Helical Logic


Ralph C. Merkle
Xerox PARC
3333 Coyote Hill Road
Palo Alto, CA 94304


K. Eric Drexler
Institute for Molecular Manufacturing
123 Fremont Avenue
Los Altos, CA 94022
This page is the abstract and introduction of Helical Logic. The full paper (about 85 kilobytes) is also available.

This article has been published in Nanotechnology (1996) 7 pages 325-339.

More information on reversible logic can be found here.


Helical logic is a theoretical proposal for a future computing technology using the presence or absence of individual electrons (or holes) to encode 1s and 0s. The electrons are constrained to move along helical paths, driven by a rotating electric field in which the entire circuit is immersed. The electric field remains roughly orthogonal to the major axis of the helix and confines each charge carrier to a fraction of a turn of a single helical loop, moving it like water in an Archimedean screw. Each loop could in principle hold an independent carrier, permitting high information density. One computationally universal logic operation involves two helices, one of which splits into two "descendant" helices. At the point of divergence, differences in the electrostatic potential resulting from the presence or absence of a carrier in the adjacent helix controls the direction taken by a carrier in the splitting helix. The reverse of this sequence can be used to merge two initially distinct helical paths into a single outgoing helical path without forcing a dissipative transition. Because these operations are both logically and thermodynamically reversible, energy dissipation can be reduced to extremely low levels. This is the first proposal known to the authors that combines thermodynamic reversibility with the use of single charge carriers. It is important to note that this proposal permits a single electron to switch another single electron, and does not require that many electrons be used to switch one electron. The energy dissipated per logic operation can likely be reduced to less than 10^-27 joules at a temperature of 1 Kelvin and a speed of 10 gigahertz, though further analysis is required to confirm this. Irreversible operations, when required, can be easily implemented and should have a dissipation approaching the fundamental limit of ln 2 x kT.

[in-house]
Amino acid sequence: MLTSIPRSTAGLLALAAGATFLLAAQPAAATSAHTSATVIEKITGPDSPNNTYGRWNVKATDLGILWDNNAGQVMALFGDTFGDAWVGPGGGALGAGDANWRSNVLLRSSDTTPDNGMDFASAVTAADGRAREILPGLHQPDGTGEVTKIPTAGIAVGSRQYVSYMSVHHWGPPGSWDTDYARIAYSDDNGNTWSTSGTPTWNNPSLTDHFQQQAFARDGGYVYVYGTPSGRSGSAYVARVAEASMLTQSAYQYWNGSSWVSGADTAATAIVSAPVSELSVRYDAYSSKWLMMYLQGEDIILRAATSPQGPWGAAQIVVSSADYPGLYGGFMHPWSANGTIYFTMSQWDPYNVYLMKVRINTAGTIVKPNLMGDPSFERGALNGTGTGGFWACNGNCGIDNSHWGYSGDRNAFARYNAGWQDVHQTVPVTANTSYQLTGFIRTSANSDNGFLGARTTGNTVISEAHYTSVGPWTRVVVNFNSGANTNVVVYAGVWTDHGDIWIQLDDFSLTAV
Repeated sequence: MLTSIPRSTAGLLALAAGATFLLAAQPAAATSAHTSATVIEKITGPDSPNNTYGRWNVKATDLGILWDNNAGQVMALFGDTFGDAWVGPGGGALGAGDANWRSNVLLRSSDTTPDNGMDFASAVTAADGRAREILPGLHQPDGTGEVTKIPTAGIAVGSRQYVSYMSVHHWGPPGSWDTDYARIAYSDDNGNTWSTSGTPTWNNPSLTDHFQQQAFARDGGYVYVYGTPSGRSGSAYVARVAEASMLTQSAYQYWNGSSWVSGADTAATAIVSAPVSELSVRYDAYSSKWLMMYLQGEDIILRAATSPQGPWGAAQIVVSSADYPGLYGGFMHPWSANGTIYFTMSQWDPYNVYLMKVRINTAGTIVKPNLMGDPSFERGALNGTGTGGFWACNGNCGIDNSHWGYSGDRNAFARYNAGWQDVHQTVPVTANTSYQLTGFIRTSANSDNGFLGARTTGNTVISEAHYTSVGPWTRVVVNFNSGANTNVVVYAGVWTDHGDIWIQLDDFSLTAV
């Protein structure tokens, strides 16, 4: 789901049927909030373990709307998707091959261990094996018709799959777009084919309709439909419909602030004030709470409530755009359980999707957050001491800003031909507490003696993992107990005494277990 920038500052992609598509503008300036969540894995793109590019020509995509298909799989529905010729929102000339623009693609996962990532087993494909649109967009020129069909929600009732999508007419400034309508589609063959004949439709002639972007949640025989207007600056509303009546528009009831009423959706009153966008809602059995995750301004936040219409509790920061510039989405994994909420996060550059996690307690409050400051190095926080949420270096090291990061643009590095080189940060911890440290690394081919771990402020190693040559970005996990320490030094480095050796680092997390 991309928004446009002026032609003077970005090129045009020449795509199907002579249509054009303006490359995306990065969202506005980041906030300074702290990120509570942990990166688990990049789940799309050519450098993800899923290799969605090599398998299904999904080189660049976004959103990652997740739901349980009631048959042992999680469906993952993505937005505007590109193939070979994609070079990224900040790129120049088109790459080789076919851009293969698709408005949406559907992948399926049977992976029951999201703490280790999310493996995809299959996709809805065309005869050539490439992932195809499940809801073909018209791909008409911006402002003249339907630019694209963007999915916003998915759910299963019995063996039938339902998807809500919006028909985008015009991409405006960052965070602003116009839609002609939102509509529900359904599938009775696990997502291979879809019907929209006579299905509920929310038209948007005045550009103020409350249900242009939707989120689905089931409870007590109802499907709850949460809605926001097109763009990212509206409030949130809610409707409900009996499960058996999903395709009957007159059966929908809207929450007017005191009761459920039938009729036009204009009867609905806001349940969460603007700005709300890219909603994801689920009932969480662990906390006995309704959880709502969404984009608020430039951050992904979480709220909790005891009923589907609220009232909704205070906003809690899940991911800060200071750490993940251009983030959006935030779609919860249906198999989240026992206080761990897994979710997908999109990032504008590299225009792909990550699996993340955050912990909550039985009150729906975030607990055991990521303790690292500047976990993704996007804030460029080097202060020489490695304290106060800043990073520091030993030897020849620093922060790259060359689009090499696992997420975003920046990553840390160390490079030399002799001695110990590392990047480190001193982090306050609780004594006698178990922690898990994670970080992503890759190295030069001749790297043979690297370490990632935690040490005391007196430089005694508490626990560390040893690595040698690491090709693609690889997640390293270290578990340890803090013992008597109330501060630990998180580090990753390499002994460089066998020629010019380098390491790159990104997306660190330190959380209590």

Trends in computer hardware are leading toward higher density and lower energy dissipation. Ultimately, some approaches should result in packing densities in excess of 10^17 logic devices in a cubic centimeter (although the current proposal might require a somewhat larger volume). The trend towards higher packing density strongly influences energy dissipation. Conventional devices must dissipate more than ln(2) x kT joules in switching; so 10^17 conventional devices operating at room temperature (ln(2) x kT~3 x 10^-21 joules for T = 300 Kelvins) at a frequency of 10 gigahertz would dissipate more than 3,000,000 watts; a computer with 1,000 times as many logic elements would still be of reasonable size but would dissipate 3,000,000,000 watts.

Conventional circuits perform more poorly. Even an idealized device which used a one volt power supply and dissipatively discharged a single electron to ground during a switching operation would dissipate one electron volt per switching operation. At T=300 Kelvins, this is 40 x kT per switching operation or about 160,000,000 watts for a computer with 10^17 logic elements operating at 10 gigahertz. If each switching operation involves hundreds of electrons then energy dissipation enters the multigigawatt range.

New thermodynamically reversible circuits (including CMOS, nMOS and CCD-based logic circuits) would fare better, but these circuits still have dissipative losses caused by the resistance of the circuit. While resistance in sufficiently small wires can be very low, if such wires are connected to each other, to logic elements or to larger structures it is common to find resistances of the order of 13,000 ohms (half of h/e^2, where h is Planck's constant) (note that no claim is made that the successful operation of such circuits must fundamentally require resistances of this magnitude, we simply note that shrinking current circuits to a small scale would result in such resistances: further research in this area might be successful in dealing with this problem). Assuming that 100 electrons were required to charge and discharge the wires and capacitive loads in each logic element, and assuming a resistance of approximately 13,000 ohms, we would still find our 10^17 gate computer dissipating tens of megawatts even using these particular thermodynamically reversible methods.

If the exponential trends of recent decades continue, energy dissipation per logic operation will reach kT (for T=300 Kelvins) early in the next century. Either energy dissipation per logic operation will be reduced significantly below 3 x 10^-21 joules, or we will fail to achieve computers that simultaneously combine high packing densities with gigahertz or higher speeds of operation. There are only two ways that energy dissipation can be reduced below 3 x 10^-21 joules: by operating at temperatures below room temperature (thus reducing kT), or by using thermodynamically reversible logic. Low temperature operation doesn't actually reduce total energy dissipation, it just shifts it from computation to refrigeration. Thermodynamically reversible logic elements, in contrast, can reduce total energy dissipation per logic operation to well below kT. This paper analyzes a proposed thermodynamically reversible single electron logic system. To achieve high reliabilit while switching single electrons, we analyze operation at ~1 Kelvin.

This page is part of the nanotechnology web site.